The Duelity of Digital Design


Collaboration is a huge part of the VFS experience. But for two recent Digital Design graduates, Marcos ‘Boca’ Ceravolo and Ryan Uhrich, it defined their year.

They came from diverse backgrounds — Ryan grew up in Edmonton and Boca hails from São Paulo, Brazil. When they each decided to come to Vancouver to hone their motion design skills and their paths crossed at VFS, they clicked right away.

Ryan contributed to Boca’s Drop, a Term 1 motion graphics piece that was featured by YouTube editors and made the finals in the 2007 Adobe Design Achievement Awards in San Francisco. Then came Typographics, a slick animated introduction to typography that hit the front page of

The natural next step? Working together on their final project at VFS. The result is an ambitious split-screen exploration of Evolution and Creationism called Duelity. It’s already won a PopVox Award and screened at the Art of Digital show in San Diego.

We asked them about what it meant to work so closely together, their career ambitions, and their wild ride at VFS.

The first big collaboration between the two of you was Typographics — how did you come to be working together on that?

Boca: It was a Term 4 assignment. One of the requirements was that it had to be done by a team of two people.

Ryan: Boca had come to me a week before and mentioned that it would be cool if we could work together on our final project. So I thought we should collaborate on the infographic assignment as a warm-up to see how well we work together.

Boca: We had collaborated on each other’s projects since Term 1. He was my ‘talent’ in Drop and I helped him shoot his Term 1 and Term 2 videos.

Typographics struck a nerve online — blogged, linked, featured. What do you think about all the exposure?

Ryan: It has been amazing and overwhelming.

Boca: I think that’s great, because Typographics was featured not only in design forums — it was in normal everyday blogs. That shows that the piece works not only with designers, but also with a regular audience.

Ryan: Motion design is a fairly new thing, and most successful motion designers either work on high-end commercials for huge companies like Nike or Coke, or they do kind of self-indulgent personal projects. I think that we struck a chord with designers and design blogs because there hasn’t been many motion pieces that are made specifically for the design community, as weird as that sounds.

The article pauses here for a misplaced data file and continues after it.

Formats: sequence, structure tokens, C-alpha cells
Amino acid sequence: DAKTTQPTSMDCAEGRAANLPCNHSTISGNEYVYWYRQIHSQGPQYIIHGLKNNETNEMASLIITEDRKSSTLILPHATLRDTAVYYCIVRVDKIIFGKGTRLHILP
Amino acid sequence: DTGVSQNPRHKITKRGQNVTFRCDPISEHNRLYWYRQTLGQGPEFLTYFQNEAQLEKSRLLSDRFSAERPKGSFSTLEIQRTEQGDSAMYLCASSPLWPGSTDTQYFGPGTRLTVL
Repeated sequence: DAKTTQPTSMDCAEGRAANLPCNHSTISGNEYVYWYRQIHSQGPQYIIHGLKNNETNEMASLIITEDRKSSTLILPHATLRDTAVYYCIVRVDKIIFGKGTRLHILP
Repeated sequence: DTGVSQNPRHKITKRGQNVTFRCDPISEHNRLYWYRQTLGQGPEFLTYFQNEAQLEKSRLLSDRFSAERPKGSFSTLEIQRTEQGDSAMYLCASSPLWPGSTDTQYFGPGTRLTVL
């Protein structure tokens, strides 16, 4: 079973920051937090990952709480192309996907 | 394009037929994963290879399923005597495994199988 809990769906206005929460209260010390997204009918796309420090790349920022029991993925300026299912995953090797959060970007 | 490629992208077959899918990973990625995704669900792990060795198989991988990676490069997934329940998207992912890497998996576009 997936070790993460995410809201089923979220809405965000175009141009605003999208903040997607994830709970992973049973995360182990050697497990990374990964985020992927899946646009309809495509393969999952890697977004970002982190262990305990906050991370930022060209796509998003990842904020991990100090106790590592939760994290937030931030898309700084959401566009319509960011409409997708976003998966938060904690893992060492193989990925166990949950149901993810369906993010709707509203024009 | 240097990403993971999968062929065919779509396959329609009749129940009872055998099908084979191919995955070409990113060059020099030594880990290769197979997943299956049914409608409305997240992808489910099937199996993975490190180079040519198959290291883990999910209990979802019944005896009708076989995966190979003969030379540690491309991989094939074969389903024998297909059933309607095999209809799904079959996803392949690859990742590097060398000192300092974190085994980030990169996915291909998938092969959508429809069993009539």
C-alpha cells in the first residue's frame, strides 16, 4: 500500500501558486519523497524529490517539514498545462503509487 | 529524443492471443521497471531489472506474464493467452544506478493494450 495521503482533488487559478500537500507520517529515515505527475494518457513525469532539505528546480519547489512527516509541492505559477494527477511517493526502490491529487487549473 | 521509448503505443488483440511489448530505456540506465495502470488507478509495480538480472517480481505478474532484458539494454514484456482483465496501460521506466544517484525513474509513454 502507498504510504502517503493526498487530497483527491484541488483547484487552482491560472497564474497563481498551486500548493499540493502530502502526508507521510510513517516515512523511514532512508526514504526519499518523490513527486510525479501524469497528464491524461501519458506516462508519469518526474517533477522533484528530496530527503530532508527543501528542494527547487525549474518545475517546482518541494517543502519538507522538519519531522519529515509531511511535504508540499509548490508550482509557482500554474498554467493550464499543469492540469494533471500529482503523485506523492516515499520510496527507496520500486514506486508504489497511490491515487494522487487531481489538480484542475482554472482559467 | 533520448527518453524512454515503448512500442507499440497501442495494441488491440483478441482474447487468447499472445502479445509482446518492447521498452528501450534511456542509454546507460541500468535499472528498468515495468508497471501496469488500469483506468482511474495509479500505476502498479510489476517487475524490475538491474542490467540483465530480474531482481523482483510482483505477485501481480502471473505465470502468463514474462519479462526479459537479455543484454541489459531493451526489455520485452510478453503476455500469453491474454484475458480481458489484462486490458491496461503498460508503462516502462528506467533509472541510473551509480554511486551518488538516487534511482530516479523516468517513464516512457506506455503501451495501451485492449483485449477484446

Boca: I believe that Typographics turned out to be a well-balanced project for both audiences.

Ryan: We remembered the dry textbook way of learning the basics of type, and we wanted to present it in a way that would be fun for both designers and non-designers.

Boca: It definitely opened a few doors for us and gave us some recognition.


You two obviously work well together, and like working together, too — what is it that makes you a good team?

Boca: I think, first of all, respect. We both really respect each other and admire each other’s work.

Ryan: Let me say I think Boca is incredible and anyone would be crazy not to work with the guy!

Boca: We’re always pushing each other’s limits and we know what each of us are capable of, so we won’t settle for mediocre work. Also, our different skill sets — myself being concept, typography, storyboarding, illustration, and 2D animation, and Ryan being concept, typography, 3D, and animation.

Ryan: Boca has a keen eye for contemporary design and creative thinking, and he always keeps in mind the history of design as well. I think that is what makes a great designer.

Boca: We both know our specialties, so we work together rather than compete against each other.

Ryan: He always jokes that he’s the right brain and I’m the left. A sort of synergy, you could call it.

Boca: Our friendship plays a huge role. Even if we had a bad day, and believe me, we had a few, we could always go out and forget about it.

Duelity — Creation seen through the lens of science, and Evolution told like it’s right out of the Bible. Where did that idea come from?